Today is Thanksgiving. Among the things you might be thankful for today are the fact we can be with friends and family more freely this year than last year. Or, maybe that’s not something you’re thankful for… Thanksgiving is a fun time, actually a holiday I enjoy more than Christmas since it’s usually solely about the three Fs—Family, Food and Football. But it can also be a stressful time because of the first of those Fs. The history of cinema regarding Thanksgiving bears that out.
As you’re spending time with family, or missing family, this year I thought I’d look at five films that intersect with Thanksgiving for this week’s Binge Watch. Enjoy, and have a little turkey for me!
A Charlie Brown Thanksgiving (1973)
About: I love a good Charlie Brown special. While the Christmas special is iconic and the Halloween special is a fan favorite, the Thanksgiving installment often gets forgotten. It’s not bad, featuring an accidental dinner invitation, tons of toast and some popcorn. It’s not the best but it is a festive tradition.
Planes, Trains and Automobiles (1987)
About: Many think of this as a Christmas film, likely because it’s the holidays and a snow storm derails travel for Neal (Steve Martin) and Del (John Candy). But they’re actually trying to get home for Thanksgiving. Martin and Candy are great as odd-couple travel companions and the action of this film, written and directed by John Hughes is some zany fun. Traveling at the holidays is a chore and this film captures that well.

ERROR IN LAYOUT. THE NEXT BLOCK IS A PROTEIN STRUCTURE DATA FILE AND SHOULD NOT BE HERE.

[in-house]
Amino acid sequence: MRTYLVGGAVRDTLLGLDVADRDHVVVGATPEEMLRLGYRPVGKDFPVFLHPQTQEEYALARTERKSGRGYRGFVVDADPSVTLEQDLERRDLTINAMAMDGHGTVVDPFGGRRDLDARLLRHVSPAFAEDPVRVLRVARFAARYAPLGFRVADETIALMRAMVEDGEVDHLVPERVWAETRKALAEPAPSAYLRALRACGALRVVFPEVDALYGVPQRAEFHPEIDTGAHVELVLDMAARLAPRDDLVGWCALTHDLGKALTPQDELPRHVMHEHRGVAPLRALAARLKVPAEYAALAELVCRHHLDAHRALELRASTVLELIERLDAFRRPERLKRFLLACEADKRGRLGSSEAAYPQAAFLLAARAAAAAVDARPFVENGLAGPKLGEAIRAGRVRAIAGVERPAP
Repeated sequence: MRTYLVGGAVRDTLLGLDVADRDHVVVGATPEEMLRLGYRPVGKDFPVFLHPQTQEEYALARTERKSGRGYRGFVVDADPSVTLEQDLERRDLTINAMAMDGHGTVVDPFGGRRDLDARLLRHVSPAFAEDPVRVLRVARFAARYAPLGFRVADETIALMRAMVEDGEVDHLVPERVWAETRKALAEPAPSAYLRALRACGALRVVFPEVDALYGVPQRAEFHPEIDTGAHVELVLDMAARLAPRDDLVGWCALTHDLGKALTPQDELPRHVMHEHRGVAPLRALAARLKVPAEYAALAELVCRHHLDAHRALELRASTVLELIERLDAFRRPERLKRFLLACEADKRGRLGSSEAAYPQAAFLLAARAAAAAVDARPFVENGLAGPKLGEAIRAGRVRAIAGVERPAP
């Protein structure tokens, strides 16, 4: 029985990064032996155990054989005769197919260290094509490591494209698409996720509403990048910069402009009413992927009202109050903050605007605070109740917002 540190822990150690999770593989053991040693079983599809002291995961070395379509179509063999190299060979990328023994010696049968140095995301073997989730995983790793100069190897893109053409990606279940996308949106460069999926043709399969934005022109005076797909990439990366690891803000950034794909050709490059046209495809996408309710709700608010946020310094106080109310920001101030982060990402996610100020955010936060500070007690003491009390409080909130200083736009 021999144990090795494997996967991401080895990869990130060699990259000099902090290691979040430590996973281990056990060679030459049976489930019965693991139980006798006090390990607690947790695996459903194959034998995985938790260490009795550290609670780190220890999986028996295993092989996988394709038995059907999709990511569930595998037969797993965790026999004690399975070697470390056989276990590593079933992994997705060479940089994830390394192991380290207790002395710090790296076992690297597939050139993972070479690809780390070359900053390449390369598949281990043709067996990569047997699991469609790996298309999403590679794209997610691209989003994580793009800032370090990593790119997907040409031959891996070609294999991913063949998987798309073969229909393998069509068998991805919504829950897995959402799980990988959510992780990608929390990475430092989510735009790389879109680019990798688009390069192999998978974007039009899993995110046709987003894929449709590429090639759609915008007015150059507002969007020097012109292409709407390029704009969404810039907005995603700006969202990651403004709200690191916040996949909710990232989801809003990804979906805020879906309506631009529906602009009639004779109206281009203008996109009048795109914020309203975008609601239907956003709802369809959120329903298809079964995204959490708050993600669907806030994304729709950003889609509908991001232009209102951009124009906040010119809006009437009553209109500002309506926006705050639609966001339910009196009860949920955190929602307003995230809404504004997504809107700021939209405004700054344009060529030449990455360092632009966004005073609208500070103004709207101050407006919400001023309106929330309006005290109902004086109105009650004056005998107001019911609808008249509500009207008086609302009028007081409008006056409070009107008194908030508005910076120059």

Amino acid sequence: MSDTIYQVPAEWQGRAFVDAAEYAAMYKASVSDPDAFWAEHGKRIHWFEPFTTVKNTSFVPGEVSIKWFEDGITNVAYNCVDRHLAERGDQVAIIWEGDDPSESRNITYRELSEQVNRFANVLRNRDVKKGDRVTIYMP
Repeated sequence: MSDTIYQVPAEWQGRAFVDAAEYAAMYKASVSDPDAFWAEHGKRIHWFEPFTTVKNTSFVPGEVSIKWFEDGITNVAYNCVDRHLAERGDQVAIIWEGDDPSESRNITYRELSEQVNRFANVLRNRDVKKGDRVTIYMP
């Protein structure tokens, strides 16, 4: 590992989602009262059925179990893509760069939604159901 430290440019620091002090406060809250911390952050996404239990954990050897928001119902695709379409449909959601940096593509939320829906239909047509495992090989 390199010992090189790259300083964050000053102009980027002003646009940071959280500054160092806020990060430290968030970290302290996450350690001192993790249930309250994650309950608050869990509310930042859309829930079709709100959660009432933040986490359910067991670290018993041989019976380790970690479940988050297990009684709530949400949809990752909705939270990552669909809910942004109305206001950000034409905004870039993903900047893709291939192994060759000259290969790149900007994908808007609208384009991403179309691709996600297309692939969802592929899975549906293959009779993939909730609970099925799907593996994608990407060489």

Home for the Holidays (1995)
About: Claudia (Holly Hunter) is having a rough time of things. She gets laid off at work, her daughter (Claire Danes) makes a troubling pronouncement and she has to head home for Thanksgiving. This film, directed by Jodie Foster, has an all-star cast that includes Anne Bancroft, Charles Durning and Robert Downey, Jr., and captures the sometimes-difficult circumstances of gathering with the family for a holiday. It’s a weird film but Hunter makes it work.
Piece of April (2003)
About: This is a little film that was somewhat overlooked. Peter Hedges’ tale is mostly about the run up to a Thanksgiving dinner. April (Katie Holmes) is hosting her estranged family in her tiny New York Apartment. He boyfriend (Derek Luke) is out running errands and nothing goes right for April, who has to rely on her neighbors’ help while trying to create a great atmosphere. This is her chance to create a nice memory with her mother (Patricia Clarkson), who is dying of cancer. Her family (Clarkson, Oliver Platt, Alison Pill, Alice Drummond and John Gallagher, Jr.) are meanwhile traveling to New York, discussing their situation and the distant relationship with April. Will it all come together? This is a great showcase for Holmes and Clarkson. It’s a strange film in some ways but I thought it was beautifully told.
Miracle on 34th Street (1934)
About: I know what you’re thinking, this is certainly a Christmas film. You’re right, it is. The climax of the plot takes place on Christmas Eve and it’s all about Kris Kringle. BUT, it starts with an iconic Thanksgiving Day celebration—the Macy’s Thanksgiving Day parade. Thanksgiving not only brings families together, but it also officially kicks off the Christmas season. So, let this film do the same for you on this Thanksgiving Day!
Matthew Fox is a graduate of the Radio, Television and Film program at Biola University, and a giant nerd. He spends his free time watching movies, TV, and obsessing about football. He is a member of the FSWA. You can find him @knighthawk7734 on Twitter and as co-host of the Fantasy Football Roundtable Podcast.